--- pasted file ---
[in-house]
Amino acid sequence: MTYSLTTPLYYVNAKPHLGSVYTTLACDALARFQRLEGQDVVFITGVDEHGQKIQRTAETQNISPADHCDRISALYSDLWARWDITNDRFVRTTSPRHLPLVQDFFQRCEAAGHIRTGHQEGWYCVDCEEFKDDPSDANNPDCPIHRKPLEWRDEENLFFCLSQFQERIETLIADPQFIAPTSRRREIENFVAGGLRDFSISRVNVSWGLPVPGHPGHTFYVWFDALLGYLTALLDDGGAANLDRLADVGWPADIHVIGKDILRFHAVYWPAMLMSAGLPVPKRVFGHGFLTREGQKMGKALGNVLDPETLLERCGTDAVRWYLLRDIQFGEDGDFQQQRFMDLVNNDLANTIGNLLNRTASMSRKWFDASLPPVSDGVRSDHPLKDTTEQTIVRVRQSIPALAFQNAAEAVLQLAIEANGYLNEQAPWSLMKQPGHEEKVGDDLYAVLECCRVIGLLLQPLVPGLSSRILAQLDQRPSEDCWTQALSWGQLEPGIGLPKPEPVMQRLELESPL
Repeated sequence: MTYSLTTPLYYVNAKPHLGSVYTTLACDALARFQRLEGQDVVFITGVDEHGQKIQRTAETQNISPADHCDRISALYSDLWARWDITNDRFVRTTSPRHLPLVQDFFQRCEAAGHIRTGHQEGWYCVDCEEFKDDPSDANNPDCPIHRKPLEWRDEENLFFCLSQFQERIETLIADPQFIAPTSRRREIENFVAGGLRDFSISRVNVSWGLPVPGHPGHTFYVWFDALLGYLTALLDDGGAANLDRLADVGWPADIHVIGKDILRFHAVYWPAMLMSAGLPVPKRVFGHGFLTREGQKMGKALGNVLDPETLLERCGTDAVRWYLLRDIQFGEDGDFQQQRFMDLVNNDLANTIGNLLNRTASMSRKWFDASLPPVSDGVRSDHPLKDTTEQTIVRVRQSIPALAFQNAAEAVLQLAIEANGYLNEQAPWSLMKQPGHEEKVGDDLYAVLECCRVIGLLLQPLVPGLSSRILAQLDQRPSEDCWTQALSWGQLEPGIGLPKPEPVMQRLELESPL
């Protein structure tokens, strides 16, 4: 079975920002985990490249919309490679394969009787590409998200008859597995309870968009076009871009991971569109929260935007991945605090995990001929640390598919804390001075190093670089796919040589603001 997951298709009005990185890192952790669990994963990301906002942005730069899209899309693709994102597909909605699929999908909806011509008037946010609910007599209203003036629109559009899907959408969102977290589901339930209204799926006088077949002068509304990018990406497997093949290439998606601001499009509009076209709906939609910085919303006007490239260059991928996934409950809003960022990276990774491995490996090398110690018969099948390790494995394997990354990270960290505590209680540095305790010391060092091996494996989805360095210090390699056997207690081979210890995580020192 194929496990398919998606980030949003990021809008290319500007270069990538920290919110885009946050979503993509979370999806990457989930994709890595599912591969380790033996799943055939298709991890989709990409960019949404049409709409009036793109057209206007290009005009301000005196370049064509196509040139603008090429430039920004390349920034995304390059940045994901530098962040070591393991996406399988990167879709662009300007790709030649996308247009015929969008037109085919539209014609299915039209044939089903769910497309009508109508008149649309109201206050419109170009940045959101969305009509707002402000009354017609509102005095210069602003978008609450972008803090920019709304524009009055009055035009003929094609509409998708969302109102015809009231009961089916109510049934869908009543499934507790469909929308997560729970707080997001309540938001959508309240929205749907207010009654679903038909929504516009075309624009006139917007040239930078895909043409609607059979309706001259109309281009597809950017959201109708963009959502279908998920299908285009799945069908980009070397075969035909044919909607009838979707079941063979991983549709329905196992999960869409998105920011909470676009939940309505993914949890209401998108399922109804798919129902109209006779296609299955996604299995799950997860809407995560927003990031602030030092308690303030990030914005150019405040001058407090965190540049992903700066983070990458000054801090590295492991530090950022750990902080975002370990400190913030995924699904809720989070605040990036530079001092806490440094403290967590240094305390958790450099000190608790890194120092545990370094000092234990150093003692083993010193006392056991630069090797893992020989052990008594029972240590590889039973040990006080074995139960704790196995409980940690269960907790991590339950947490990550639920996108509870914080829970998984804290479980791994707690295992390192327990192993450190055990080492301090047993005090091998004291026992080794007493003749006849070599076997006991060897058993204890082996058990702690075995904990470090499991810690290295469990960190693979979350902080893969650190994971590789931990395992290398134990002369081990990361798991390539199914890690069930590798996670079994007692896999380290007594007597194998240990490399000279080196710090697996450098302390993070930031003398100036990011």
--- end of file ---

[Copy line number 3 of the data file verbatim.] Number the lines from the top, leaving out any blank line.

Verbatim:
Repeated sequence: MTYSLTTPLYYVNAKPHLGSVYTTLACDALARFQRLEGQDVVFITGVDEHGQKIQRTAETQNISPADHCDRISALYSDLWARWDITNDRFVRTTSPRHLPLVQDFFQRCEAAGHIRTGHQEGWYCVDCEEFKDDPSDANNPDCPIHRKPLEWRDEENLFFCLSQFQERIETLIADPQFIAPTSRRREIENFVAGGLRDFSISRVNVSWGLPVPGHPGHTFYVWFDALLGYLTALLDDGGAANLDRLADVGWPADIHVIGKDILRFHAVYWPAMLMSAGLPVPKRVFGHGFLTREGQKMGKALGNVLDPETLLERCGTDAVRWYLLRDIQFGEDGDFQQQRFMDLVNNDLANTIGNLLNRTASMSRKWFDASLPPVSDGVRSDHPLKDTTEQTIVRVRQSIPALAFQNAAEAVLQLAIEANGYLNEQAPWSLMKQPGHEEKVGDDLYAVLECCRVIGLLLQPLVPGLSSRILAQLDQRPSEDCWTQALSWGQLEPGIGLPKPEPVMQRLELESPL